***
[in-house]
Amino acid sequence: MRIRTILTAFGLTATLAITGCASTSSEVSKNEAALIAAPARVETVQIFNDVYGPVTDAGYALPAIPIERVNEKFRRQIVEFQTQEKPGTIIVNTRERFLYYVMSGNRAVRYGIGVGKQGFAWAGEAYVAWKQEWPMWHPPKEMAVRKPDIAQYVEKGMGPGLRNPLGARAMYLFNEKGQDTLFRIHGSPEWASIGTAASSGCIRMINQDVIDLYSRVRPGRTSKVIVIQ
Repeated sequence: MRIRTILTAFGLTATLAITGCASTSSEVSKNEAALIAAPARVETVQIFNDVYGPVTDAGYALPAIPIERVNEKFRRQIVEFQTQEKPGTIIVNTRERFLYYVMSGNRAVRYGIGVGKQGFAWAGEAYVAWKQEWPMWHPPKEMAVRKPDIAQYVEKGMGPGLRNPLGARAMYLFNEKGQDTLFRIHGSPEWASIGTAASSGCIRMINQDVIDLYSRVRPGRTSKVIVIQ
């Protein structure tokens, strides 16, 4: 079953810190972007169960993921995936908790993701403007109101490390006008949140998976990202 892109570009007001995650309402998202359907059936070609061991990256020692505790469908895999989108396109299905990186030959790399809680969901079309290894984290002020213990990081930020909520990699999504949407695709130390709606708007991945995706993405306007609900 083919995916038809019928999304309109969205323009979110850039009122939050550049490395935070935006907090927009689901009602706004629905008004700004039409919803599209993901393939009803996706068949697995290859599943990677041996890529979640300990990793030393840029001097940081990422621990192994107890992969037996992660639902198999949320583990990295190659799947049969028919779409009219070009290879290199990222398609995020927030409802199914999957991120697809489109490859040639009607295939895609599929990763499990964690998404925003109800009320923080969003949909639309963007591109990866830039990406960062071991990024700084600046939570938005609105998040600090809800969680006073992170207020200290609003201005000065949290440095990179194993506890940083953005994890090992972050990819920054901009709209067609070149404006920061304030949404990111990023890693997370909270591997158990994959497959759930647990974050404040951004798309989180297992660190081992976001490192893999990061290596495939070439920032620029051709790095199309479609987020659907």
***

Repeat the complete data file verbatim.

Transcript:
[in-house]
Amino acid sequence: MRIRTILTAFGLTATLAITGCASTSSEVSKNEAALIAAPARVETVQIFNDVYGPVTDAGYALPAIPIERVNEKFRRQIVEFQTQEKPGTIIVNTRERFLYYVMSGNRAVRYGIGVGKQGFAWAGEAYVAWKQEWPMWHPPKEMAVRKPDIAQYVEKGMGPGLRNPLGARAMYLFNEKGQDTLFRIHGSPEWASIGTAASSGCIRMINQDVIDLYSRVRPGRTSKVIVIQ
Repeated sequence: MRIRTILTAFGLTATLAITGCASTSSEVSKNEAALIAAPARVETVQIFNDVYGPVTDAGYALPAIPIERVNEKFRRQIVEFQTQEKPGTIIVNTRERFLYYVMSGNRAVRYGIGVGKQGFAWAGEAYVAWKQEWPMWHPPKEMAVRKPDIAQYVEKGMGPGLRNPLGARAMYLFNEKGQDTLFRIHGSPEWASIGTAASSGCIRMINQDVIDLYSRVRPGRTSKVIVIQ
């Protein structure tokens, strides 16, 4: 079953810190972007169960993921995936908790993701403007109101490390006008949140998976990202 892109570009007001995650309402998202359907059936070609061991990256020692505790469908895999989108396109299905990186030959790399809680969901079309290894984290002020213990990081930020909520990699999504949407695709130390709606708007991945995706993405306007609900 083919995916038809019928999304309109969205323009979110850039009122939050550049490395935070935006907090927009689901009602706004629905008004700004039409919803599209993901393939009803996706068949697995290859599943990677041996890529979640300990990793030393840029001097940081990422621990192994107890992969037996992660639902198999949320583990990295190659799947049969028919779409009219070009290879290199990222398609995020927030409802199914999957991120697809489109490859040639009607295939895609599929990763499990964690998404925003109800009320923080969003949909639309963007591109990866830039990406960062071991990024700084600046939570938005609105998040600090809800969680006073992170207020200290609003201005000065949290440095990179194993506890940083953005994890090992972050990819920054901009709209067609070149404006920061304030949404990111990023890693997370909270591997158990994959497959759930647990974050404040951004798309989180297992660190081992976001490192893999990061290596495939070439920032620029051709790095199309479609987020659907």